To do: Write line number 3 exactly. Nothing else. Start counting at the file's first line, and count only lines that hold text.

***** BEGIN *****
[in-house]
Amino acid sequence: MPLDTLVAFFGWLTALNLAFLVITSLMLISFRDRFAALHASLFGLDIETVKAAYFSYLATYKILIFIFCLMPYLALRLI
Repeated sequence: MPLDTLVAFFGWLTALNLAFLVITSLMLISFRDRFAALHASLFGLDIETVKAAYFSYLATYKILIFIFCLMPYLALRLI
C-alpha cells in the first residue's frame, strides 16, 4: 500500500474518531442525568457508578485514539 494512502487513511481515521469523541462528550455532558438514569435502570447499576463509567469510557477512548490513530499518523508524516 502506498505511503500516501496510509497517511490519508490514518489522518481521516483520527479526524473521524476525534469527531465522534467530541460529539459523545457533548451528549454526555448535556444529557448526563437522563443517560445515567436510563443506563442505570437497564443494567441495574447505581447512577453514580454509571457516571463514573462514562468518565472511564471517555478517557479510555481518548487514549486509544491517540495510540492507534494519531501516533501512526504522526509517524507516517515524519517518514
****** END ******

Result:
Repeated sequence: MPLDTLVAFFGWLTALNLAFLVITSLMLISFRDRFAALHASLFGLDIETVKAAYFSYLATYKILIFIFCLMPYLALRLI